One point I would call you on is where you say that some parts are poems and imply that this means they aren’t valid or factual or historical. A poem can be figurative, exaggerative and false but It can be true ( for example, roses are indeed red, the fact that there is a poem that states this doesn’t make it any less true)
    A final question to ponder. Can Adam be historical and evolution still hold true? (I’m sure you’ve thought about this before but you seem to take it for granted in the post)


    • Hi Chris, thanks for your comments and questions. They are thoughtfully written.

      You are correct that poems can be true, but sometimes they do not intend to describe facts or history. Poetry also uses literary devices that should not be understood as facts such as, “The river a ribbon of silver was; coming down from the chocolate mountain.” If this were a verse from the Bible, some readers would insist that some rivers are made of silver and some mountains are made of chocolate. But again, I agree with you that a poem is not ‘untrue’ just because it is a poem.

      Regarding Adam, there are those who believe God used evolution to produce mankind, but at some point he chose one of them to become Adam–an intelligent human, who then became the father of us all. However, in my opinion there is nothing to suggest this in the Bible, and it seems the only reason to hold this view is to preserve an historical Adam for some reason.

      Thanks again for your comments! I enjoyed them! ~Tim


  3. Pingback: Discovering Jesus as the Foundation of All My Belief | Jesus Without Baggage

  4. Marc says:

    Tim, Perhaps there is a middle road to consider concerning the creation of the cosmos, life on earth, and the history of mankind. That the universe’s age exceeds 13 billion years and that the earth’s age exceeds 4 billion years are scientific facts. That life has evolved on the earth for over 3 billion years in a process of increasing complexity is also a scientific fact. Although many believe the Darwinian model of macro-evolution is the best scientific basis to explain the process that produced new species, this has not yet been establish as a scientific fact. Because the story of origins preserved in the Scriptures is Christ-centric, Adam and Eve could well be historical figures regarding the human ancestry of Jesus Christ and the point at which God provided human beings with a spiritual and intellectual capacity found in all modern humans. With this model we can date through the generational patriarchs of Genesis to a point in time about 14,000 years ago when this took place. This chronology would also allow for a local flood in what is now the Persian Gulf 8,000 years ago that corresponds to the rising sea levels associated with the glacial melt of the last ice age. The Hebrew word often translated earth can also mean land. From a modern perspective when we hear earth, we think of the entire world not the land viewed from horizon to horizon. We must remember that the revelation of history in the Scriptures is all about Jesus Christ.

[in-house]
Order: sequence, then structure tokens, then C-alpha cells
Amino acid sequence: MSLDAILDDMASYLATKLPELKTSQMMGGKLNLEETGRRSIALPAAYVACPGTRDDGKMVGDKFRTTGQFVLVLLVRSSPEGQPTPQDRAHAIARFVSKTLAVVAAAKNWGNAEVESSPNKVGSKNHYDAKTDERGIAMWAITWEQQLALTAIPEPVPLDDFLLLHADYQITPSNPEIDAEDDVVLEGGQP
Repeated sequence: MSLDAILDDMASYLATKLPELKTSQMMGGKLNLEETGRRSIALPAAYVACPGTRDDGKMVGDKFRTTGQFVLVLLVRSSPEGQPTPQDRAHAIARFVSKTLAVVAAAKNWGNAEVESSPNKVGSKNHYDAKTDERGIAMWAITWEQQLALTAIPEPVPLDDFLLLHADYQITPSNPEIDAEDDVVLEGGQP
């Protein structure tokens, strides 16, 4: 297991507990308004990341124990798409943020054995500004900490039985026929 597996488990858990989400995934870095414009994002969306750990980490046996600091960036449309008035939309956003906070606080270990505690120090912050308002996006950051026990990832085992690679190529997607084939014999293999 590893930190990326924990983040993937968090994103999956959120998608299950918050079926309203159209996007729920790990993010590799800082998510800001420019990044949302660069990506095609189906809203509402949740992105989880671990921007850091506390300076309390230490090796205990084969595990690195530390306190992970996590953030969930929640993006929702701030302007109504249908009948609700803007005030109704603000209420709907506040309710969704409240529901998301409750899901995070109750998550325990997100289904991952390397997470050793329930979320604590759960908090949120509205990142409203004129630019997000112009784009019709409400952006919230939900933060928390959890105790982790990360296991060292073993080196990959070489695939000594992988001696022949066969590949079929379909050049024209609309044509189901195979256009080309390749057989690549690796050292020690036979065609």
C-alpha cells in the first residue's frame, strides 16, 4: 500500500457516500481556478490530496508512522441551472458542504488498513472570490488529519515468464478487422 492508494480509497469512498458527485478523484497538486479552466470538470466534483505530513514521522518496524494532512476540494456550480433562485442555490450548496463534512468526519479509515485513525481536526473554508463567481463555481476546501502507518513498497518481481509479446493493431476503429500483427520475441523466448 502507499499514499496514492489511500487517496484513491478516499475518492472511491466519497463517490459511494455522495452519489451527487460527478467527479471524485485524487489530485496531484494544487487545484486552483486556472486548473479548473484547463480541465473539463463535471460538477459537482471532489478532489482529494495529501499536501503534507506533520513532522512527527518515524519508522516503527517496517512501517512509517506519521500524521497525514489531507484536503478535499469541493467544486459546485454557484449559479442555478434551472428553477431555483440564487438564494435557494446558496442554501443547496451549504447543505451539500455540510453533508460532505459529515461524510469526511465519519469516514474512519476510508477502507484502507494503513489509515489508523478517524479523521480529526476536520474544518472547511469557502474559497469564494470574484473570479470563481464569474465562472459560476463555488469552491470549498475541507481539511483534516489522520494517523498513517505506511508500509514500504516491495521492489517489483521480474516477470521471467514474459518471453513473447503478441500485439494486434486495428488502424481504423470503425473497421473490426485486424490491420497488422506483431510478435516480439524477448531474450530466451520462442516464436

5. ecrawford333 says:

    Very well said Tim. Many people share your story which is why i think we must be (lovingly) vocal about the facts so the only voice people hear arent the Kent Hovinds of the world.


    • Thanks Eric,

      I too think we must share the news that things are not always as we have been taught. Many will not listen, but it is worth the effort if some find comfort and support in their struggles against religious baggage.


  6. Pingback: Creationism and Tim Chastain’s spiritual crisis | lotharlorraine

  7. lotharson says:

    Dear Tim, I just posted your testimony on my blog.
    I think it would be extremely interesting if you were to interact with my atheistic commentators.

    Lovely greetings in Christ.


  8. Marcus Ampe says:

    Talking about the loss of God and accepting the possibility of God, you left many questions. I do hope you came to find the true God and fully came to understand who Jesus is, not God but the son of God. I was already pleased you came to find the love of this man and about the importance of his teachings, which normally should be followed by those who call themselves Christians.
    Good luck with spreading his message and showing the Way to God (the heavenly Father of Jeshua, Jesus Christ).


    • jesuswithoutbaggage says:

      Thank you Marcus. I did, indeed, discover Jesus as the foundation of all my belief. Jesus, who is not God but the son of God.


  9. Pingback: How Rejecting Creationism Led to Deep Spiritual Crisis | Jesus Without Baggage